Last week, at the Stone Barns Center for Food and Agriculture’s Young Farmers’ Conference, the National Young Farmers’ Coalition started to develop a young farmer federal policy agenda. In partnership with the National Sustainable Agriculture Coalition, NYFC convened young farmers and policy makers to brainstorm the policies and programs that young farmer need in the 2012 Farm bill.
A handful of federal programs already exist for young farmers. These programs range from grants given to universities and non-profits to train young farmers to the Environmental Quality Incentives Program (EQIP) and Farm Service Agency loan programs.
But many young farmers don’t know about these programs, are disqualified because of existing rules or receive misinformation at the local level that prevents them from participating. Farmer Cara Fraver shared her experience applying for an FSA loan, which she was denied because she and her partner did not have 3 years of farm financial management experience. Benjamin Shute recalled his experience contacting an FSA office that incorrectly informed him that there were no remaining funds for the FSA down payment loan program. And Dina Brewster told her tale about receiving Natural Resource Conservation Service (NRCS) assistance to build a deer fence, highlighting the various conflicts that she observed between the National Organic Program and EQIP. As it considers new programs and policies, NYFC is interested to receive more feedback on existing programs and will work towards making them more accessible to young and beginning farmers.
The participating policy experts, including Ferd Hoefner of the National Sustainable Agriculture Coalition, Neil Hamilton of the Drake Agricultural Law Center, Traci Bruckner of the Center for Rural Affairs, Christa Essig of the Center for Disease Control and Brandon Willis of the USDA, listened intently to these stories and began to consider ways that some of the issues young farmers identified could be addressed. The group also shared some of their own ideas:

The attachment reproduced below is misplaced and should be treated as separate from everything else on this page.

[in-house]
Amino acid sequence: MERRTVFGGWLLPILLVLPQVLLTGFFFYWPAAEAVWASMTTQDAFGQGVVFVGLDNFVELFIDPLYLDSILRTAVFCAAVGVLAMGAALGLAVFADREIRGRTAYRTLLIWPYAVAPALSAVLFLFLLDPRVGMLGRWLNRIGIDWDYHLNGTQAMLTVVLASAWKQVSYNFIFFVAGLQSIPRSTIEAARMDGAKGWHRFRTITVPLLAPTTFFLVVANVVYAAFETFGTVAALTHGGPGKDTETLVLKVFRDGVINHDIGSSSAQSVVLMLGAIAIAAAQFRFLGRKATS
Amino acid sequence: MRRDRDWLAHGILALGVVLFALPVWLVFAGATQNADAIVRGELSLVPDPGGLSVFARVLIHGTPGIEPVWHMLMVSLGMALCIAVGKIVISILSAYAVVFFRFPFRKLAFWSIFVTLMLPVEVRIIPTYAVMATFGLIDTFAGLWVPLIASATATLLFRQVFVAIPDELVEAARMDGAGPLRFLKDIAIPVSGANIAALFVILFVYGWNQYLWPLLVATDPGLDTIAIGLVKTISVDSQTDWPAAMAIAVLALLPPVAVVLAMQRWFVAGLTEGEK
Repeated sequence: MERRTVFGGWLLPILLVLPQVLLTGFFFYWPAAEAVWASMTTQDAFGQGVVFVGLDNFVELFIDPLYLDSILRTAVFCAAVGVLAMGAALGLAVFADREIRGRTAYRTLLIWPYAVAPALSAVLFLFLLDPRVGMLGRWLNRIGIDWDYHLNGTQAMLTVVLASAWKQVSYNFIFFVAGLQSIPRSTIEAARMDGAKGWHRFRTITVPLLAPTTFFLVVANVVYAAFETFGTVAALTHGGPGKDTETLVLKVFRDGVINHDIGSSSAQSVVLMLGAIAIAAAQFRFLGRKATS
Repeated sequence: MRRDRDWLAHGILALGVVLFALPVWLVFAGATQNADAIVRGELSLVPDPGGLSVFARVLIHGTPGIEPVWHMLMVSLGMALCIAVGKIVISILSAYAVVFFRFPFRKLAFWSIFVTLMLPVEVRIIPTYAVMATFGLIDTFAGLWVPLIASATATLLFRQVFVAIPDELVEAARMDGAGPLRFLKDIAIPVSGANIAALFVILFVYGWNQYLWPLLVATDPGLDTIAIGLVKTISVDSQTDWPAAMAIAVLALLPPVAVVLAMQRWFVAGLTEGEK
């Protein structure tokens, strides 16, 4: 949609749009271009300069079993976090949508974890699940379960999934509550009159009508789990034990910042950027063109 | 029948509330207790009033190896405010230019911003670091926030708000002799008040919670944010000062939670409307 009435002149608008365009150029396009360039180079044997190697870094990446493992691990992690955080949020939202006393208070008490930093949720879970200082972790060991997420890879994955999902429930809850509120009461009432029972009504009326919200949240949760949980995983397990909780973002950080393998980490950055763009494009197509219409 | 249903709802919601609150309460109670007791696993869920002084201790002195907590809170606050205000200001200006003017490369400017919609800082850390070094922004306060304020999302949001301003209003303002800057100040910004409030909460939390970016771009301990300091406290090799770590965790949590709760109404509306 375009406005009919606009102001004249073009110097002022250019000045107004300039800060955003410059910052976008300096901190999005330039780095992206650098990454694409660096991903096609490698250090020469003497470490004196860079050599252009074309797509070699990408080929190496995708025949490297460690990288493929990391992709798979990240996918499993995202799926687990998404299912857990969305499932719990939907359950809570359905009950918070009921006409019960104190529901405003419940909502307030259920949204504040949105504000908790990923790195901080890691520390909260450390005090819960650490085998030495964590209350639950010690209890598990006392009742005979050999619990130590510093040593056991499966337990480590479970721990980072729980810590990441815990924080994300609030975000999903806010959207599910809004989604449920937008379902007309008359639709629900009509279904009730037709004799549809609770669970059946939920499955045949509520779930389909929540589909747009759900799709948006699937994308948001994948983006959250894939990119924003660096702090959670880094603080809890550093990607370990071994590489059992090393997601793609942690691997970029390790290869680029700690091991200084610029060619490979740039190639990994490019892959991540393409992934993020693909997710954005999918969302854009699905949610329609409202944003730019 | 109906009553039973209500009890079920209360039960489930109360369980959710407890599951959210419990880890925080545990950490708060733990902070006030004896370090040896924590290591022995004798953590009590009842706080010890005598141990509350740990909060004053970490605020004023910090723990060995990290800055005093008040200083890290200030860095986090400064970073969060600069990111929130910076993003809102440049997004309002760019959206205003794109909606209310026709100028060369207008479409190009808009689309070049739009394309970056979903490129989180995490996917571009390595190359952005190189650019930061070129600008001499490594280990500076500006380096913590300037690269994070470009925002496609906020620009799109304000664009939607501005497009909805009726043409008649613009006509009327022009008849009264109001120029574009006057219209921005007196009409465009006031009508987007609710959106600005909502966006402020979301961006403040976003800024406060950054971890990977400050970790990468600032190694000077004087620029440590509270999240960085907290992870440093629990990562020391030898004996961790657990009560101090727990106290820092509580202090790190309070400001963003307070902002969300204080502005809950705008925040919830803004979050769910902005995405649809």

Traci Bruckner would like to see the USDA look into how they interpret the three years of experience for FSA loans and whether training programs might substitute for that experience. Traci is concerned that low numbers of high-value
diversified operations are qualifying for FSA loans or participating in the Conservation Stewardship Program, although specific data has not been released.
Christa Essig reported that the CDC, along with the public health community, are interested in the intersection between agriculture and health and shared some potential convergences with young farmer issues. Ideas under consideration include government purchasing to support more local and small farms, including school lunch procurement and Supplemental Nutrition Assistance Program (SNAP) benefits, specialty crop research and the expansion of EBT at farmers markets.
Ferd Hoefner is focusing on the relatively low rate of young farmers participating in the commodity loan and crop insurance programs, and suggested that there might be opportunities to improve participation rates through the Farm Bill. The National Sustainable Agriculture Coalition is also looking to double the amount of funding for the Beginning Farmer and Rancher Development Program.
Neil Hamilton stressed that the greatest opportunity to help young farmers exists at the local level. At the federal level, he suggested that the young farmers movement should look to the tax code, a “major social motivator.” His ideas for tax code reform included a new farmer training tax credit, modeled after existing credits for businesses, which would offer a tax credit to farmers offering on-farm apprenticeships. Other ideas included a capital gains tax exemption for individuals that sell land to a new or beginning farmer, an idea that has been introduced in the past, and a tax deduction for income received on long term leases for new and beginning farmers and a bonus for a right to purchase agreement.
Brandon Willis, Deputy Administrator for Farm Programs at the Farm Service Agency, stressed that any new programs should work for all beginning famers—organic, conventional, big or small, and that the issues of land access and start-up costs were universal.
With a list of good ideas for program improvements and new policies in hand, NYFC will begin to look at each suggestion in more detail. The coalition aims to publish a full policy platform in Spring 2011.
In the coming weeks, look for stories on each of these policy ideas and what it will take to move them forwards. If you’re interested to help the Young Farmers’ Coalition with policy research, please email Lindsey[at]youngfarmers[dot]org.